The Belgian Grand Prix is held at Spa, or Circuit de Spa-Francorchamps to give the track its full name. The circuit itself lies just to the south of the village of Francorchamps, around 20 km from the the town of Spa.
The first Belgian Grand Prix was held back in 1925 and it was the fifth race in the very first F1 season in 1950, won by the legendary Juan Manuel Fangio in his Alpha Romeo.
Spa is one of the most popular racetracks with both drivers and fans alike. The famous Eau Rouge/Raidillon section is one of the circuit’s highlights, seeing the track rise 40m from La Source hairpin after the home straight to a blind summit.
Ferrari have a particular affinity with Spa, winning here more than any other constructor. Multiple winning drivers include Michael Schumacher and Ayrton Senna as well a Brits, Jim Clark, Damon Hill and Lewis Hamilton.
Next Race: Sunday, 30th August 2020
The Belgian Grand Prix will next race on 30th August 2020. Tips will be added shortly before qualifying starts.
Last Race: 1st September 2019
- Winner: Charles Leclerc
- Team: Ferrari
- Total Time: 1:23:45.710
- Margin: 0.981
Circuit de Spa Map
Belgian Grand Prix Betting Tips
Note: The following tips are from the 2019 grand prix. Tips for next year will be added the week of the race.
Formula 1 returns to action this week following the summer break, which gives us a huge meeting in Belgium. The weekend marks another battle between Lewis Hamilton and Max Verstappen, who are clearly the two standout drivers in the sport right now. Will there be another big display from the up and comer, or can Hamilton add to his lead?
While this year started with plenty of contenders for glory, we are likely to get the in-form duo fighting it out for maximum points. However, there’s plenty of post-break talking points here, as teams look to refocus their efforts for the final stretch of races. Hamilton tends to finish strongly, so he should be pleased with his return and confident about the future.
Belgium presents an interesting test for the sides as they return from summer. There’s obviously a few issues for the chasing pack, while Mercedes will be looking to keep their focus and secure a 1-2. They’ve got a long track to navigate this weekend, while they face a race with plenty of history, first taking place all the way back in 1925.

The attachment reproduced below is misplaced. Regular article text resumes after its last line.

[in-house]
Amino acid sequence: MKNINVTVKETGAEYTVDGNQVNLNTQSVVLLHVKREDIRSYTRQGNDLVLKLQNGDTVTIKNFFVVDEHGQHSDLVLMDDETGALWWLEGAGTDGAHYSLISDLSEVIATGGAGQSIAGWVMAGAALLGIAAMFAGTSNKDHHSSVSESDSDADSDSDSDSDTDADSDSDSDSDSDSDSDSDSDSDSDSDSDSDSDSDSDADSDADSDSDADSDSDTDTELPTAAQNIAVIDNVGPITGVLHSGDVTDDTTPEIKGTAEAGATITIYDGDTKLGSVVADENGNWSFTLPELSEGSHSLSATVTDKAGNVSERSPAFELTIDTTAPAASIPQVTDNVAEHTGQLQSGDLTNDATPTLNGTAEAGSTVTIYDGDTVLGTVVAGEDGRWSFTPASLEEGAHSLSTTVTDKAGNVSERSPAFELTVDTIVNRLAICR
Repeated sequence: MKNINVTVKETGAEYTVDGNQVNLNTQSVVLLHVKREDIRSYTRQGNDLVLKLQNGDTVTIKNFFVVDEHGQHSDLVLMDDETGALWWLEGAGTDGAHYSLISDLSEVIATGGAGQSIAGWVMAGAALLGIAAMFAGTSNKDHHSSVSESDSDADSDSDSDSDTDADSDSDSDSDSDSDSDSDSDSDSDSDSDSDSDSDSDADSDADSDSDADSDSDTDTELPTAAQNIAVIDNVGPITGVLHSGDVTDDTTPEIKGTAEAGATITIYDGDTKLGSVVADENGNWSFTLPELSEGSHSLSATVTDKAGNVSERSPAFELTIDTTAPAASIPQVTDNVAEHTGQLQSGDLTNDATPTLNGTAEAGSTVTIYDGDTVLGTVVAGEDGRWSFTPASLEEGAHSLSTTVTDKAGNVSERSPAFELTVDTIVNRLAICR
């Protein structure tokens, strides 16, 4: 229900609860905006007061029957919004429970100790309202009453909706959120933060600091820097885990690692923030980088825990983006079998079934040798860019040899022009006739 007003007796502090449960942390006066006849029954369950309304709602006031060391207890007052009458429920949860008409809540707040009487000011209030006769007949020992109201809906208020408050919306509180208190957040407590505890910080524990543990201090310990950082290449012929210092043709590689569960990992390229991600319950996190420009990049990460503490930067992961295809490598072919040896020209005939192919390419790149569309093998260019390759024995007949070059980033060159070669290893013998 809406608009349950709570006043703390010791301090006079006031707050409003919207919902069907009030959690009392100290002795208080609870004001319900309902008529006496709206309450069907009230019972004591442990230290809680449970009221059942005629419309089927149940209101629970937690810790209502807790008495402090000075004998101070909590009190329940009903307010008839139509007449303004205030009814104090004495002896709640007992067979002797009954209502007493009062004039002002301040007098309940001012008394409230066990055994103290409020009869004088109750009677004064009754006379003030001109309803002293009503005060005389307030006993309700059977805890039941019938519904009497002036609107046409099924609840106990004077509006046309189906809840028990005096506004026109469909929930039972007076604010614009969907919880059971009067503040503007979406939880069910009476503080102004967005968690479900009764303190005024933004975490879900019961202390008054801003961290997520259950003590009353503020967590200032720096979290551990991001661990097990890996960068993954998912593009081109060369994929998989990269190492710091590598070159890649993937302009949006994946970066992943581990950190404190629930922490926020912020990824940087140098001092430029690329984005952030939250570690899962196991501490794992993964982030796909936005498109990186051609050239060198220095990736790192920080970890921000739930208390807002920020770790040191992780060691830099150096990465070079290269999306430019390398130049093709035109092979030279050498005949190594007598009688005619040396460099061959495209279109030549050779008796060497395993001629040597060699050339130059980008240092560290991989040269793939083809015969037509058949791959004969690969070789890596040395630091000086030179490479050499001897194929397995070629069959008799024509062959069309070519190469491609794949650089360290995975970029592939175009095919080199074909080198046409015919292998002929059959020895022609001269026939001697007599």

When F1 rolled into town a year ago, Lewis Hamilton saw his lead at the top of the standings cut to just 17 points. Even if Hamilton finishes pointless and his nearest rival wins this Sunday, he will still head into the next race with a comfortable 37-point lead. Last term’s win here for Sebastian Vettel was a huge one, but Hamilton was still in the top two, having claimed three previous wins at the Belgian Grand Prix.
Elsewhere, Valtteri Bottas secured 12 points despite starting the race in 17th place on the grid, so that bodes well for the Mercedes duo going into the 2019 edition. However, Max Verstappen secured a respectable finish on the podium a year ago and he’ll be trying to surpass himself following some strong form in the weeks before the break. With decent form behind him at this track, we expect the Dutchman to step up at this weekend’s meeting.
Analysis: Contenders Ready for Final Nine
We’re also in the countdown stage of the F1 campaign, as we look towards the final nine races of the season. There’s going to be a lot of jostling for position, with Mercedes now aiming to prove themselves by getting Bottas into second, given that the title is practically theirs. There’s a 69 point lead for Hamilton over third-placed Max Verstappen, so regardless of what happens in Belgium this weekend it is hard to argue that we have a title race.